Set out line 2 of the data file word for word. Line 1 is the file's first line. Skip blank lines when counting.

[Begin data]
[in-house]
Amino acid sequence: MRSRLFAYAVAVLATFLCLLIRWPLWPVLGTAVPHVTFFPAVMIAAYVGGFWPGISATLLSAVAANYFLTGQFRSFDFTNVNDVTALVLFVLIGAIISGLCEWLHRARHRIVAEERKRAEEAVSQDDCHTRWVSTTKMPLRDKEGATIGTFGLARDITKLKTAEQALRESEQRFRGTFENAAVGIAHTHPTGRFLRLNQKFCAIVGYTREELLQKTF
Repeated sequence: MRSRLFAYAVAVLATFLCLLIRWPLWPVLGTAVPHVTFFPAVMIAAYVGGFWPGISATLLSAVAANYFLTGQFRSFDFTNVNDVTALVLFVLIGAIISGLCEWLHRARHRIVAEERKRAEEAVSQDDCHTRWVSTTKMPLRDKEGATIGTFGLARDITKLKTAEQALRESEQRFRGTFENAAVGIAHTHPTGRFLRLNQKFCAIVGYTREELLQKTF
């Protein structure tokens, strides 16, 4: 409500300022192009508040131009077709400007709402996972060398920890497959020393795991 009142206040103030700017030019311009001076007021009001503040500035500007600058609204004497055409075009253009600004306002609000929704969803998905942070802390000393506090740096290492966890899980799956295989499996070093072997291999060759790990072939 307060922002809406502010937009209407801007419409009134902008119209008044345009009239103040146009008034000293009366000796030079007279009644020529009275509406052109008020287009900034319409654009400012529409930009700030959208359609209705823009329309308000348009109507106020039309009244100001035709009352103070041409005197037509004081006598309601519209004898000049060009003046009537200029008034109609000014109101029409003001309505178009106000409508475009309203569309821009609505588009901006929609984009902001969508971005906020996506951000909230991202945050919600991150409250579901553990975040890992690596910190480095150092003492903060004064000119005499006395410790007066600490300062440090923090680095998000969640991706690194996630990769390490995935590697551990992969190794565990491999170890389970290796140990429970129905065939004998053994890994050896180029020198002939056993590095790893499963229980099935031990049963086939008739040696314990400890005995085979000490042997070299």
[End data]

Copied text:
Amino acid sequence: MRSRLFAYAVAVLATFLCLLIRWPLWPVLGTAVPHVTFFPAVMIAAYVGGFWPGISATLLSAVAANYFLTGQFRSFDFTNVNDVTALVLFVLIGAIISGLCEWLHRARHRIVAEERKRAEEAVSQDDCHTRWVSTTKMPLRDKEGATIGTFGLARDITKLKTAEQALRESEQRFRGTFENAAVGIAHTHPTGRFLRLNQKFCAIVGYTREELLQKTF